Astronomy and Astrophysics, volume 596A, 34-34 (2016/12-1)
Transport of relativistic electrons at shocks in shell-type supernova remnants: diffusive and superdiffusive regimes.
PERRI S., AMATO E. and ZIMBARDO G.
Abstract (from CDS):
Context. Understanding the transport properties of energetic particles in the presence of magnetic turbulence is crucial for interpreting observations of supernova remnants (SNR) and for assessing the cosmic-ray acceleration mechanism.
Aims. We aim at obtaining information on the transport regimes of energetic electrons upstream and downstream of SNR blast waves by studying the X-ray rims.
Methods. We considered emission profiles expected when synchrotron energy losses dominate, normal diffusion (typically causing an exponential decay), and superdiffusion (causing a power-law decay) for a spherically symmetric model. Then we compared the model profiles, projected on the plane of the sky, with Chandra observations of supernova (SN)1006 and Tycho's SN.
Results. Our study shows that downstream of the blast wave the observed profile is exponentially cut-off due to synchrotron energy losses in the amplified and shock compressed magnetic field present. Upstream of the blast wave and close to the shock, the observed profile of SN1006 is well reproduced by electron diffusion in the Bohm regime. However, the long X-ray tail far upstream of the shock is better explained by considering a change in the energetic electrons' transport regime, that appears to become superdiffusive and gives rise to a power law intensity profile on scales over which the magnetic field strength can be assumed to be constant. Similar results are obtained for Tycho, although in this case the nonlinear effects associated with particle acceleration appear to be stronger close to the shock.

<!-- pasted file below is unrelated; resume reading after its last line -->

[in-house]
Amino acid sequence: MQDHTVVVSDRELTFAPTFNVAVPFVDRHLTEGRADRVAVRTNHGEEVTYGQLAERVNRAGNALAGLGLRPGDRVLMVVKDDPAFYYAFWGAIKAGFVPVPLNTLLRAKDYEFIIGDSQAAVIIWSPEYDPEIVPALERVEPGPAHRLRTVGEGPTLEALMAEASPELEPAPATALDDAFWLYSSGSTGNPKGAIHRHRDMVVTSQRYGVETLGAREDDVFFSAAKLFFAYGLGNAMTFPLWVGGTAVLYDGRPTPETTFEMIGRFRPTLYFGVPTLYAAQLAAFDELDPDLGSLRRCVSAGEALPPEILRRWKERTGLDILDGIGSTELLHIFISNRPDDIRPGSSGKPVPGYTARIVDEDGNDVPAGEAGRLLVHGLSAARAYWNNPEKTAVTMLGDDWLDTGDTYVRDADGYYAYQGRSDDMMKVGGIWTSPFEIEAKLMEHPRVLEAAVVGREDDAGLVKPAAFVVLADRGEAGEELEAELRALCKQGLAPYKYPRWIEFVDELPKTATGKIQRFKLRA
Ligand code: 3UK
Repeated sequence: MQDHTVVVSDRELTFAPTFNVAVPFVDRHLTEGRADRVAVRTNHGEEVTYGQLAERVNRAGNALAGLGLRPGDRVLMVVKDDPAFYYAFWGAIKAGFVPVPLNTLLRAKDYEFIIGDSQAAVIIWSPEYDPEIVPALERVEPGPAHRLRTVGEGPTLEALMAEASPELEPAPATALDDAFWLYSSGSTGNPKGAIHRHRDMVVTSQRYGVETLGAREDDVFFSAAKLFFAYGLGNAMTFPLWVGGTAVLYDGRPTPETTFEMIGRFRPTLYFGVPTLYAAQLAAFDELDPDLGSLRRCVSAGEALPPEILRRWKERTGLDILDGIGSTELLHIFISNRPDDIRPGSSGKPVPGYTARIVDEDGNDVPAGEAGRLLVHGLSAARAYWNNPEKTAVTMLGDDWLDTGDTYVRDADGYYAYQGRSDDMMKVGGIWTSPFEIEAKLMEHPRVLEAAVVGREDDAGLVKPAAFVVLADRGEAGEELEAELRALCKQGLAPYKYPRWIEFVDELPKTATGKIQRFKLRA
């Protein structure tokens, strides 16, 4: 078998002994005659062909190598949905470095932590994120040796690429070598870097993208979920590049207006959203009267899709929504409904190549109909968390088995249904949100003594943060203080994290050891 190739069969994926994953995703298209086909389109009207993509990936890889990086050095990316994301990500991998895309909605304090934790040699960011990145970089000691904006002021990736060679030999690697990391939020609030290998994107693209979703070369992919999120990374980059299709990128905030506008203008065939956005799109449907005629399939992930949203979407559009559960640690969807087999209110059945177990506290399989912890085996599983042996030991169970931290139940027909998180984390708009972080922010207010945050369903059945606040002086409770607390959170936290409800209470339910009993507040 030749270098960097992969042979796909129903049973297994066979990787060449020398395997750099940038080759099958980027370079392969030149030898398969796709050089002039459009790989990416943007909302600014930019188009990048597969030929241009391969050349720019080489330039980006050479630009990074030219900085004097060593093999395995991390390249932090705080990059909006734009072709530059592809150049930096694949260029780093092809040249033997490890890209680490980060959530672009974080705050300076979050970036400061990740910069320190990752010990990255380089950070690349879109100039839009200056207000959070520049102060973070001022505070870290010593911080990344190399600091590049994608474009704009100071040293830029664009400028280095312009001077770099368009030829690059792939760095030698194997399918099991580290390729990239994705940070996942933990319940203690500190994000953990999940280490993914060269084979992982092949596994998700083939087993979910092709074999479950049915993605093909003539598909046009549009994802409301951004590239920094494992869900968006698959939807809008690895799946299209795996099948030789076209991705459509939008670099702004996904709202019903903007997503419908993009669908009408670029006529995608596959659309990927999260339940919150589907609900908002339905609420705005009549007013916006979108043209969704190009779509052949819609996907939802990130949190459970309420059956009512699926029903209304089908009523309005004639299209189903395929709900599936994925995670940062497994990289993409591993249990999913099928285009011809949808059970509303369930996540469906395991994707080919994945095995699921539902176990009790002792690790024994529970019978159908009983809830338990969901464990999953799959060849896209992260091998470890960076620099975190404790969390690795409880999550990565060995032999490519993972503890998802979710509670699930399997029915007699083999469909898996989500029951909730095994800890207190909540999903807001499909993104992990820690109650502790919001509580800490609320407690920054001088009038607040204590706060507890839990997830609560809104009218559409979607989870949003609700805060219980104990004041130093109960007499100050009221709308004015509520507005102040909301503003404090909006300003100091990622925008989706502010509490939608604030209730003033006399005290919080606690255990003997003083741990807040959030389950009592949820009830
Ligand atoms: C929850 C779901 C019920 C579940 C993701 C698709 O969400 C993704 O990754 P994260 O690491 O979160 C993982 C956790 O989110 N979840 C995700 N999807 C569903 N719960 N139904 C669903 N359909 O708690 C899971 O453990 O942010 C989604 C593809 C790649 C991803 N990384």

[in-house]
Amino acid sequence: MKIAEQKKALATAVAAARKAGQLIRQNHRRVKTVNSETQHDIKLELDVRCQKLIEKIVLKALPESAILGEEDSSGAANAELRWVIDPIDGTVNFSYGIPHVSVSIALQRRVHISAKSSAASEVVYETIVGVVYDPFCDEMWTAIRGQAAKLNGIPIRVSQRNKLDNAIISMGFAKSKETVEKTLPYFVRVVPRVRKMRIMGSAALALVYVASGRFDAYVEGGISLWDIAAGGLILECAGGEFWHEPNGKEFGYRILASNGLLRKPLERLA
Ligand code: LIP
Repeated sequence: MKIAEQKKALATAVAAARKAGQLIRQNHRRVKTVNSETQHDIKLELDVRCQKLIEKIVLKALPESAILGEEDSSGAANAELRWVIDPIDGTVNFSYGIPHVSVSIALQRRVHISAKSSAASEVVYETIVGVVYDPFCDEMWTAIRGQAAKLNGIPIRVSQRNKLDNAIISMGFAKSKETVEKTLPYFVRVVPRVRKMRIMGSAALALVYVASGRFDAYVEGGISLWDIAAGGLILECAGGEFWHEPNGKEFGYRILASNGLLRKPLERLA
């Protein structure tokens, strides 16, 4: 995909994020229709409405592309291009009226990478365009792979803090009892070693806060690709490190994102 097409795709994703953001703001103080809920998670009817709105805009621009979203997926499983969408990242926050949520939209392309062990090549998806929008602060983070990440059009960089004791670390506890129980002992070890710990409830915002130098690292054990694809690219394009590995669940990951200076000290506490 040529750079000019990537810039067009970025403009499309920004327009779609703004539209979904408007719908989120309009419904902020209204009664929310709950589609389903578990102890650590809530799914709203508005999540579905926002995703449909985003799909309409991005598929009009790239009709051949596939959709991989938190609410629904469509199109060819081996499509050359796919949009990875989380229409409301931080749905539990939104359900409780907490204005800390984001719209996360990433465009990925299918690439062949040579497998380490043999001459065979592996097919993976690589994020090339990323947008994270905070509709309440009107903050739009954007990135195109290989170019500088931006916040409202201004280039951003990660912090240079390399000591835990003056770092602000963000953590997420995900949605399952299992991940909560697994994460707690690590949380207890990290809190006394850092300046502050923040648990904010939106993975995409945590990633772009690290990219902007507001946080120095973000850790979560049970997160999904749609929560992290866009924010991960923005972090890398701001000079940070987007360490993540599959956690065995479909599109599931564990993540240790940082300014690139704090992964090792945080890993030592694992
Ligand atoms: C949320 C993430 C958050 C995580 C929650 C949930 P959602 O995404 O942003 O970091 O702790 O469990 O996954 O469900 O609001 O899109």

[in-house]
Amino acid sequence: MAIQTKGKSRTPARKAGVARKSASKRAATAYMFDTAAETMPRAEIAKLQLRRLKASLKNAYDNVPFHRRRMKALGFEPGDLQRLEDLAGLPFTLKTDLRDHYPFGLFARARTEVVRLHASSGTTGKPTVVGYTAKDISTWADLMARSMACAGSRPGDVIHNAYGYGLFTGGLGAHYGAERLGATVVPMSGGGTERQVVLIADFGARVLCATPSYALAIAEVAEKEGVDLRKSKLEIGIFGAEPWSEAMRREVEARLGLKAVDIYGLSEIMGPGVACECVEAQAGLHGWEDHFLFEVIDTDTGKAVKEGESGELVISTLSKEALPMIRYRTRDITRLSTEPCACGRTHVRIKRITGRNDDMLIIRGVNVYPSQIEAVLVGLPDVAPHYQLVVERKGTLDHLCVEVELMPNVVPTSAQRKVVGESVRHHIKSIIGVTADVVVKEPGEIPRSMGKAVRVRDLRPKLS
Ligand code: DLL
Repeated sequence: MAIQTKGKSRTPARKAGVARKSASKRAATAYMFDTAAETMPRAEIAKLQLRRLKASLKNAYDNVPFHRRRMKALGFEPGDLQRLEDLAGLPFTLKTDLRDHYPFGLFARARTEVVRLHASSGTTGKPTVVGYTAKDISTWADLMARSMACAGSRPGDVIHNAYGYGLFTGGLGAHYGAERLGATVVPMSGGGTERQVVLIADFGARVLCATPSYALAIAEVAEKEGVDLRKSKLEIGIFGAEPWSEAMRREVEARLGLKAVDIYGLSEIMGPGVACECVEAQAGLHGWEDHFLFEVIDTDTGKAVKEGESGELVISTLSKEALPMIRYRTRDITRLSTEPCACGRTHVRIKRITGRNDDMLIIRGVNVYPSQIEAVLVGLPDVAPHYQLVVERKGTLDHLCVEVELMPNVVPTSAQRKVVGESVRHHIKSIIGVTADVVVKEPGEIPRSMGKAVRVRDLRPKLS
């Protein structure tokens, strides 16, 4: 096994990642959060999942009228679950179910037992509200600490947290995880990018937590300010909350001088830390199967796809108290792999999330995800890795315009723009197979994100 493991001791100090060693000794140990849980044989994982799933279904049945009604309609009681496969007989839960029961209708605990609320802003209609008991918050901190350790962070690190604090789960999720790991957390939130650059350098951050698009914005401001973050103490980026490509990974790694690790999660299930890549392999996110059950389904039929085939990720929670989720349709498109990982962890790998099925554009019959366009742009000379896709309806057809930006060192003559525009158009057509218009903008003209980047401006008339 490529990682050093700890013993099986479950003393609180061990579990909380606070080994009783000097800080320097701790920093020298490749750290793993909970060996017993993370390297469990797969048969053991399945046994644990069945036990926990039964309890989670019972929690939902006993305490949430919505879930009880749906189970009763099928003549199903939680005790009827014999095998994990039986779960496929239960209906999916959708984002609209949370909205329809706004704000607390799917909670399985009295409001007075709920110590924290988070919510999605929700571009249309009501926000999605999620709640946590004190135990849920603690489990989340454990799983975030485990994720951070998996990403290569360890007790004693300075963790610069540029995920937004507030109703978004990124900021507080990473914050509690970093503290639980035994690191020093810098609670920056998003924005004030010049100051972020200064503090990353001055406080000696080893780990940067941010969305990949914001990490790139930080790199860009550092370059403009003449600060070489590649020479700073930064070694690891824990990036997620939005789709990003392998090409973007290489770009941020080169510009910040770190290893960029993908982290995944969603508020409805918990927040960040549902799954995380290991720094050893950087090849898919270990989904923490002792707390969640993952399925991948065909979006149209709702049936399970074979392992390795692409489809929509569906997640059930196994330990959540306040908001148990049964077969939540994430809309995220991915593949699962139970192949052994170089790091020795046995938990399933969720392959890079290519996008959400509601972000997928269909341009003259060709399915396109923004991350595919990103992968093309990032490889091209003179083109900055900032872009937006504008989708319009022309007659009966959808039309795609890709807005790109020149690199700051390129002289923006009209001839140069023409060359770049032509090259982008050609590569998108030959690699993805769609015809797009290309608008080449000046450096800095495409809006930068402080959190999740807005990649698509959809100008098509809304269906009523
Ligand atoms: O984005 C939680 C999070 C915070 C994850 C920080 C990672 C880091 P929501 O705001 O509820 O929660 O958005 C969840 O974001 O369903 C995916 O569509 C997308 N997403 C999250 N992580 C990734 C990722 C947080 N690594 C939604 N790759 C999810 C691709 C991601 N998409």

Conclusions. The analysis of Chandra observations of the X-ray thin rims of SN1006 and of Tycho's SN, SN 1572, can be well explained assuming normal diffusion in the vicinity of the blast wave and superdiffusion far upstream, similarly to what has been found for particles accelerated at interplanetary shocks. This suggests that anomalous transport is common in both interplanetary space and interstellar medium.
© ESO, 2016
acceleration of particles - shock waves - ISM: supernova remnants
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